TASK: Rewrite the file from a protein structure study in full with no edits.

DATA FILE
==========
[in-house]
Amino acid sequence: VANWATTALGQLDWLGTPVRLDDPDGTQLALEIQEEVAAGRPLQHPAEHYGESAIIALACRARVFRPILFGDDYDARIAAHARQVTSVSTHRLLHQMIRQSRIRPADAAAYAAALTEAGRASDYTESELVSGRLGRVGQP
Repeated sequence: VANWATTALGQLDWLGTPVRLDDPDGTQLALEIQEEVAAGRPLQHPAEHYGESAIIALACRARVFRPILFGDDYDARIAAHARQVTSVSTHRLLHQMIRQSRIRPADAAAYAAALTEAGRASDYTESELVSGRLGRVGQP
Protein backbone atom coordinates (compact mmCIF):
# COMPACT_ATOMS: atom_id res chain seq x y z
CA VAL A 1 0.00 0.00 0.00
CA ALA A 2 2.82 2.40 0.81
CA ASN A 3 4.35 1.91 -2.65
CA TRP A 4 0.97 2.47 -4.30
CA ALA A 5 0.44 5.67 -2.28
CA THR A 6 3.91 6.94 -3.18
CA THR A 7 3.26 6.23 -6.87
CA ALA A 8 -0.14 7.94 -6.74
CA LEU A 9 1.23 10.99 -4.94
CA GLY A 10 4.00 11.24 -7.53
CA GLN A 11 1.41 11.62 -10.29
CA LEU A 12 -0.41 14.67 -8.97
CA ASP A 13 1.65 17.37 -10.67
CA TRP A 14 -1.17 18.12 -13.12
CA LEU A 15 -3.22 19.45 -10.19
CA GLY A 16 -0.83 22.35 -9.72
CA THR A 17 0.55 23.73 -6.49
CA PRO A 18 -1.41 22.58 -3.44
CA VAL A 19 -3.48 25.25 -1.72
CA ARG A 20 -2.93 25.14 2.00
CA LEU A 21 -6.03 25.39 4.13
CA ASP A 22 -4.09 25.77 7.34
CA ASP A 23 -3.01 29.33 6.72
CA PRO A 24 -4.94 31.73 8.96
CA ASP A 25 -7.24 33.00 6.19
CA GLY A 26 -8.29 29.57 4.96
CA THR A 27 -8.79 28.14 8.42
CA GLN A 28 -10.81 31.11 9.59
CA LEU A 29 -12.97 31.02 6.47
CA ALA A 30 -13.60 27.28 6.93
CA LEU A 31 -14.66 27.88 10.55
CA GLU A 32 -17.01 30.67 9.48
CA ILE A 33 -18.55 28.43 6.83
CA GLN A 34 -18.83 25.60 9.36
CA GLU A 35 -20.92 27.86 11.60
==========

[in-house]
Amino acid sequence: VANWATTALGQLDWLGTPVRLDDPDGTQLALEIQEEVAAGRPLQHPAEHYGESAIIALACRARVFRPILFGDDYDARIAAHARQVTSVSTHRLLHQMIRQSRIRPADAAAYAAALTEAGRASDYTESELVSGRLGRVGQP
Repeated sequence: VANWATTALGQLDWLGTPVRLDDPDGTQLALEIQEEVAAGRPLQHPAEHYGESAIIALACRARVFRPILFGDDYDARIAAHARQVTSVSTHRLLHQMIRQSRIRPADAAAYAAALTEAGRASDYTESELVSGRLGRVGQP
Protein backbone atom coordinates (compact mmCIF):
# COMPACT_ATOMS: atom_id res chain seq x y z
CA VAL A 1 0.00 0.00 0.00
CA ALA A 2 2.82 2.40 0.81
CA ASN A 3 4.35 1.91 -2.65
CA TRP A 4 0.97 2.47 -4.30
CA ALA A 5 0.44 5.67 -2.28
CA THR A 6 3.91 6.94 -3.18
CA THR A 7 3.26 6.23 -6.87
CA ALA A 8 -0.14 7.94 -6.74
CA LEU A 9 1.23 10.99 -4.94
CA GLY A 10 4.00 11.24 -7.53
CA GLN A 11 1.41 11.62 -10.29
CA LEU A 12 -0.41 14.67 -8.97
CA ASP A 13 1.65 17.37 -10.67
CA TRP A 14 -1.17 18.12 -13.12
CA LEU A 15 -3.22 19.45 -10.19
CA GLY A 16 -0.83 22.35 -9.72
CA THR A 17 0.55 23.73 -6.49
CA PRO A 18 -1.41 22.58 -3.44
CA VAL A 19 -3.48 25.25 -1.72
CA ARG A 20 -2.93 25.14 2.00
CA LEU A 21 -6.03 25.39 4.13
CA ASP A 22 -4.09 25.77 7.34
CA ASP A 23 -3.01 29.33 6.72
CA PRO A 24 -4.94 31.73 8.96
CA ASP A 25 -7.24 33.00 6.19
CA GLY A 26 -8.29 29.57 4.96
CA THR A 27 -8.79 28.14 8.42
CA GLN A 28 -10.81 31.11 9.59
CA LEU A 29 -12.97 31.02 6.47
CA ALA A 30 -13.60 27.28 6.93
CA LEU A 31 -14.66 27.88 10.55
CA GLU A 32 -17.01 30.67 9.48
CA ILE A 33 -18.55 28.43 6.83
CA GLN A 34 -18.83 25.60 9.36
CA GLU A 35 -20.92 27.86 11.60